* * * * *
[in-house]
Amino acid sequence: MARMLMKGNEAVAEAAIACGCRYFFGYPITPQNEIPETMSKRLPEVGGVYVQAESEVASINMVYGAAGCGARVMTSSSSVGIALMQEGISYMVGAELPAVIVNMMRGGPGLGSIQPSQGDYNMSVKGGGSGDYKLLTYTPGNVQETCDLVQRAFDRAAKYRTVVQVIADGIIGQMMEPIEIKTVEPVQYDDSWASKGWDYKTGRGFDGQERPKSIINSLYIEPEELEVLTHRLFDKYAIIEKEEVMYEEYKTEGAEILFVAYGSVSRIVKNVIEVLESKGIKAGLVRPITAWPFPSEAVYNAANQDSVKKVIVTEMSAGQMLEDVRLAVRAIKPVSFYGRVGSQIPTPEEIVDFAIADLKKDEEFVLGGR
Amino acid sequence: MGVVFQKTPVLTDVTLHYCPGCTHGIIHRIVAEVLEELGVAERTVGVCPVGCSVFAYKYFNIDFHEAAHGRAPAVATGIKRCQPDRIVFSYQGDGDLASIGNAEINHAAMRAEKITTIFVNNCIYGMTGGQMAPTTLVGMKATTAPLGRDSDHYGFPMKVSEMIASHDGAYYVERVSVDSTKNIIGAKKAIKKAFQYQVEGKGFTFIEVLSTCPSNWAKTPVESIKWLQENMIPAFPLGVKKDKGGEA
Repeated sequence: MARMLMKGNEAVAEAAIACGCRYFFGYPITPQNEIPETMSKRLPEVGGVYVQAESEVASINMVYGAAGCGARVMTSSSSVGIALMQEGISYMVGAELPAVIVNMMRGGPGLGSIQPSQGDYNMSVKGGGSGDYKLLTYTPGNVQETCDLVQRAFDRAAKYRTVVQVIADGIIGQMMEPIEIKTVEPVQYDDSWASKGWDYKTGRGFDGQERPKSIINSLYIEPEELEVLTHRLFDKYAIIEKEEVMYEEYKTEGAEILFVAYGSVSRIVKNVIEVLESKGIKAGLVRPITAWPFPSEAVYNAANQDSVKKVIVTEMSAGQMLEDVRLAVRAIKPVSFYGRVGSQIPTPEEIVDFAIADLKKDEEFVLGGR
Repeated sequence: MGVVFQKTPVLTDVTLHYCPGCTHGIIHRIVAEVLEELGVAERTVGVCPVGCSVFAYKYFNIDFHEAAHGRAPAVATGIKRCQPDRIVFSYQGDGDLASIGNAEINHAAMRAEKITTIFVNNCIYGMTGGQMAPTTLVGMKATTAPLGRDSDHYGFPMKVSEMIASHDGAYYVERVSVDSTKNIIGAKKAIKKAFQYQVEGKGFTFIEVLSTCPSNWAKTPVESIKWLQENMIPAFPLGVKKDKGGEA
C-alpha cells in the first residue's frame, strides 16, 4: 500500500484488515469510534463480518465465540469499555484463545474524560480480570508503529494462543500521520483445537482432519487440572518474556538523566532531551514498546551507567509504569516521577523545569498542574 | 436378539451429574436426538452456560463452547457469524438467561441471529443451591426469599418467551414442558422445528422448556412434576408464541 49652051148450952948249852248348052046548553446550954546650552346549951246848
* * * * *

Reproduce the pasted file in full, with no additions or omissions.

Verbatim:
[in-house]
Amino acid sequence: MARMLMKGNEAVAEAAIACGCRYFFGYPITPQNEIPETMSKRLPEVGGVYVQAESEVASINMVYGAAGCGARVMTSSSSVGIALMQEGISYMVGAELPAVIVNMMRGGPGLGSIQPSQGDYNMSVKGGGSGDYKLLTYTPGNVQETCDLVQRAFDRAAKYRTVVQVIADGIIGQMMEPIEIKTVEPVQYDDSWASKGWDYKTGRGFDGQERPKSIINSLYIEPEELEVLTHRLFDKYAIIEKEEVMYEEYKTEGAEILFVAYGSVSRIVKNVIEVLESKGIKAGLVRPITAWPFPSEAVYNAANQDSVKKVIVTEMSAGQMLEDVRLAVRAIKPVSFYGRVGSQIPTPEEIVDFAIADLKKDEEFVLGGR
Amino acid sequence: MGVVFQKTPVLTDVTLHYCPGCTHGIIHRIVAEVLEELGVAERTVGVCPVGCSVFAYKYFNIDFHEAAHGRAPAVATGIKRCQPDRIVFSYQGDGDLASIGNAEINHAAMRAEKITTIFVNNCIYGMTGGQMAPTTLVGMKATTAPLGRDSDHYGFPMKVSEMIASHDGAYYVERVSVDSTKNIIGAKKAIKKAFQYQVEGKGFTFIEVLSTCPSNWAKTPVESIKWLQENMIPAFPLGVKKDKGGEA
Repeated sequence: MARMLMKGNEAVAEAAIACGCRYFFGYPITPQNEIPETMSKRLPEVGGVYVQAESEVASINMVYGAAGCGARVMTSSSSVGIALMQEGISYMVGAELPAVIVNMMRGGPGLGSIQPSQGDYNMSVKGGGSGDYKLLTYTPGNVQETCDLVQRAFDRAAKYRTVVQVIADGIIGQMMEPIEIKTVEPVQYDDSWASKGWDYKTGRGFDGQERPKSIINSLYIEPEELEVLTHRLFDKYAIIEKEEVMYEEYKTEGAEILFVAYGSVSRIVKNVIEVLESKGIKAGLVRPITAWPFPSEAVYNAANQDSVKKVIVTEMSAGQMLEDVRLAVRAIKPVSFYGRVGSQIPTPEEIVDFAIADLKKDEEFVLGGR
Repeated sequence: MGVVFQKTPVLTDVTLHYCPGCTHGIIHRIVAEVLEELGVAERTVGVCPVGCSVFAYKYFNIDFHEAAHGRAPAVATGIKRCQPDRIVFSYQGDGDLASIGNAEINHAAMRAEKITTIFVNNCIYGMTGGQMAPTTLVGMKATTAPLGRDSDHYGFPMKVSEMIASHDGAYYVERVSVDSTKNIIGAKKAIKKAFQYQVEGKGFTFIEVLSTCPSNWAKTPVESIKWLQENMIPAFPLGVKKDKGGEA
C-alpha cells in the first residue's frame, strides 16, 4: 500500500484488515469510534463480518465465540469499555484463545474524560480480570508503529494462543500521520483445537482432519487440572518474556538523566532531551514498546551507567509504569516521577523545569498542574 | 436378539451429574436426538452456560463452547457469524438467561441471529443451591426469599418467551414442558422445528422448556412434576408464541 49652051148450952948249852248348052046548553446550954546650552346549951246848